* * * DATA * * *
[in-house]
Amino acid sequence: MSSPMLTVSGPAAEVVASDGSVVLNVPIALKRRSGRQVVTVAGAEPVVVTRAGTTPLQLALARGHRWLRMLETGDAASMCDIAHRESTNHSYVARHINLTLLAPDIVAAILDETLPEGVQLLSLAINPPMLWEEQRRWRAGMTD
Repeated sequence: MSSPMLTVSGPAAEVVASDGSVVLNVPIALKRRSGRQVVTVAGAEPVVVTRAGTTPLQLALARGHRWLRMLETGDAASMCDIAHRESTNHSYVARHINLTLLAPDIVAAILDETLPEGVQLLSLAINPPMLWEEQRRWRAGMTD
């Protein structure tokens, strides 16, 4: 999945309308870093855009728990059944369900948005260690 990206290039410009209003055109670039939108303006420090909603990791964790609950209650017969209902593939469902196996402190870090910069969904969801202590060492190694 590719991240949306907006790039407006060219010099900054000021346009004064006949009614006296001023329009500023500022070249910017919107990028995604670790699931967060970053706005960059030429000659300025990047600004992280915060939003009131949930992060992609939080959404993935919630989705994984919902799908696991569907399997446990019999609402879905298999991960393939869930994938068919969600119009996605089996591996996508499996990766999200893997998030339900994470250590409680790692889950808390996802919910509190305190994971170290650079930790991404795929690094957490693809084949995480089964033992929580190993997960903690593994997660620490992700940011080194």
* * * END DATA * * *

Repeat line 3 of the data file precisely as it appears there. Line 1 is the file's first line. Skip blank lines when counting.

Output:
Repeated sequence: MSSPMLTVSGPAAEVVASDGSVVLNVPIALKRRSGRQVVTVAGAEPVVVTRAGTTPLQLALARGHRWLRMLETGDAASMCDIAHRESTNHSYVARHINLTLLAPDIVAAILDETLPEGVQLLSLAINPPMLWEEQRRWRAGMTD